Category Archives: Bipolar/ Manic Depressive

The Therapeutic Alliance: The Essential Ingredient for Psychotherapy

Standard

umbrellas

 I am currently writing on the ‘therapeutic alliance’ – its relation to mindfulness, psychotherapy, understanding, and ‘being listened to…’   What follows is an interesting article that I came across that may interest some of you…

Excerpt:

Have you ever tried to change the way you do something? It could be anything — the way you hold your tennis racket, blow into a flute, meditate — you name it. If so, think about that experience. No matter how motivated you were to change, and no matter how much you knew that it would help your serve, musicality, or sense of inner peace, it can be difficult and scary to change even the smallest thing. In order to change, you have to give up your old way of doing something first and then try the new way. That means that for a while you’re in a free fall — you no longer have your old habit to rely on and you don’t yet have the new one.

The anxiety of trying to change something as complex and entrenched as how you relate to people close to you or manage stress takes the feeling to a whole new level. Yet, that’s just what you do when you enter psychotherapy. Just as you had to put yourself into the hand of your teachers and coaches, in therapy you need to gradually do just that with your therapist to help you through what can be a harrowing adventure. The foundation for therapy is called the therapeutic alliance (1, 2). When it’s there, you know that your therapist is there to help you, no matter how hard the going gets.

The therapeutic alliance might be the most important part of beginning a psychotherapy. In fact, many studies indicate that the therapeutic alliance is the best predictor of treatment outcome (3-5).

See entire article:

http://www.huffingtonpost.com/deborah-l-cabaniss-md/therapeutic-alliance_b_1554007.html

 

Advertisements

A mad world A diagnosis of mental illness is more common than ever – did psychiatrists create the problem, or just recognise it?

Standard

Unfortunate Events

When a psychiatrist meets people at a party and reveals what he or she does for a living, two responses are typical. People either say, ‘I’d better be careful what I say around you,’ and then clam up, or they say, ‘I could talk to you for hours,’ and then launch into a litany of complaints and diagnostic questions, usually about one or another family member, in-law, co-worker, or other acquaintance. It seems that people are quick to acknowledge the ubiquity of those who might benefit from a psychiatrist’s attention, while expressing a deep reluctance ever to seek it out themselves…

…While a continuous view of mental illness probably reflects underlying reality, it inevitably results in grey areas where ‘caseness’ (whether someone does or does not have a mental disorder) must be decided based on judgment calls made by experienced clinicians. In psychiatry, those calls usually depend on whether a patient’s complaints are associated with significant distress or impaired functioning. Unlike medical disorders where morbidity is often determined by physical limitations or the threat of impending death, the distress and disruption of social functioning associated with mental illness can be fairly subjective. Even those on the softer, less severe end of the mental illness spectrum can experience considerable suffering and impairment. For example, someone with mild depression might not be on the verge of suicide, but could really be struggling with work due to anxiety and poor concentration. Many people might experience sub-clinical conditions that fall short of the threshold for a mental disorder, but still might benefit from intervention.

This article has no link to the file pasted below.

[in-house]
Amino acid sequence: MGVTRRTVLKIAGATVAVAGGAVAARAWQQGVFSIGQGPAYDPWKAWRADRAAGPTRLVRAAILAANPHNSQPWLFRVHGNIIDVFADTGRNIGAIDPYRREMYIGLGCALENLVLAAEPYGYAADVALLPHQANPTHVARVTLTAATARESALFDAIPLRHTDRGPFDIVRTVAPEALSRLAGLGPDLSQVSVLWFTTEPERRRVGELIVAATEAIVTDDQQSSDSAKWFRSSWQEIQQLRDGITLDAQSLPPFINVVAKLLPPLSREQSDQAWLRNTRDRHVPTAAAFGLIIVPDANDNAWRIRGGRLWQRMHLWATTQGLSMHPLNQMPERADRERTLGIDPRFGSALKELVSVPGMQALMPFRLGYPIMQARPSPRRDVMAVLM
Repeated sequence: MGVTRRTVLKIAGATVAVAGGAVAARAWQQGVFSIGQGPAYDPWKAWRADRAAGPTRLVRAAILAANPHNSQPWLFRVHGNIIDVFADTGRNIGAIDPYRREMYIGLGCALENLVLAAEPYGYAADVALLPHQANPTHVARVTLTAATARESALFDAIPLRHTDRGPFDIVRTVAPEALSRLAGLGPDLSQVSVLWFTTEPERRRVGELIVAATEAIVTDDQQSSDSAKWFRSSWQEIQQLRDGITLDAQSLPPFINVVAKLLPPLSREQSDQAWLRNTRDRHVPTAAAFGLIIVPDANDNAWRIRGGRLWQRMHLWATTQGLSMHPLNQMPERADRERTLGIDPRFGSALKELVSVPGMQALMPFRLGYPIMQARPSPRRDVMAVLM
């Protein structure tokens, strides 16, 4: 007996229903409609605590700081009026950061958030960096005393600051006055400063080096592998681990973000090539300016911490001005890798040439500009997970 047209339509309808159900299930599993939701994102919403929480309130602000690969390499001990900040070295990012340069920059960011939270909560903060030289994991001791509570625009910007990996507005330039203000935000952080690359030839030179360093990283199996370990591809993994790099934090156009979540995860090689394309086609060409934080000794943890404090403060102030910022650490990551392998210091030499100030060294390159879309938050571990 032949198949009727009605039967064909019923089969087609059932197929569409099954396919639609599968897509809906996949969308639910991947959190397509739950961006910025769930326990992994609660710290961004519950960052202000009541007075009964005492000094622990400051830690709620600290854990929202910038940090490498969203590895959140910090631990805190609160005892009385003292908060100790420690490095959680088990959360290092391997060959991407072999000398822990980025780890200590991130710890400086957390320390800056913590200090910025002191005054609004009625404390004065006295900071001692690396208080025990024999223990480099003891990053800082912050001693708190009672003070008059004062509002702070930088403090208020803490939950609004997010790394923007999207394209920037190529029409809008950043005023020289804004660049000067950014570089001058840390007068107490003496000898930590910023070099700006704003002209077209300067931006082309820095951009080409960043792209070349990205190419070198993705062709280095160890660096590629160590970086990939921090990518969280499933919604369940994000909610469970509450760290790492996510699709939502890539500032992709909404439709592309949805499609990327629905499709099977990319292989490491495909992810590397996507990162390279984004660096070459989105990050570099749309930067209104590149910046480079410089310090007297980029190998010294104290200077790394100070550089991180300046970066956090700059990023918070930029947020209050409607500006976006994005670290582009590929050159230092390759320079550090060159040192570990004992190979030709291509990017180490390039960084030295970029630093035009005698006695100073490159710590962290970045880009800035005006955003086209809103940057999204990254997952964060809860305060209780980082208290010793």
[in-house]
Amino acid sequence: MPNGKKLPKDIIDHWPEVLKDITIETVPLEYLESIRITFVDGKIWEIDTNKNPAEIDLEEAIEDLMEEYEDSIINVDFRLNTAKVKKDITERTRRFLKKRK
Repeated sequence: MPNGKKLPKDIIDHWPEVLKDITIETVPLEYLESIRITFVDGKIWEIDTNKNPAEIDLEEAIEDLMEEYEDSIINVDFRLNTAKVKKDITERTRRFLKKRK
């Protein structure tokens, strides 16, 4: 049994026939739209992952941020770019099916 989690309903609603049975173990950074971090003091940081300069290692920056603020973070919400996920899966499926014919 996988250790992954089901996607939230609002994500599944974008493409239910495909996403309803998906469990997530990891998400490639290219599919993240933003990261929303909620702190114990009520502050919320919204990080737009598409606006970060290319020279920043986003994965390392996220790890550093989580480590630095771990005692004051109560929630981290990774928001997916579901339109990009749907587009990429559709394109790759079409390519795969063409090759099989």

See link for interesting article on psychiatry…and bits about the importance of psychotherapeutic intervention…

http://aeon.co/magazine/being-human/have-psychiatrists-lost-perspective-on-mental-illness/

Schizophrenia and Poverty, Crime and Violence

Standard

EXPLORINGtheLATERAL

Schizophrenia and Poverty, Crime and Violence
For people who have schizophrenia, and don’t get treatment, the result is far too often that they end up homeless or in jail (most often due to minor offenses).
  • Approximately 200,000 individuals with schizophrenia or manic-depressive (bipolar disorder) illness are homeless, constituting one-third of the approximately 600,000 homeless population (total homeless population statistic based on data from Department of Health and Human Services). These 200,000 individuals comprise more than the entire population of many U.S. cities, such as Hartford, Connecticut; Charleston, South Carolina; Reno, Nevada; Boise, Idaho; Scottsdale, Arizona; Orlando, Florida; Winston Salem, North Carolina; Ann Arbor, Michigan; Abilene, Texas or Topeka, Kansas.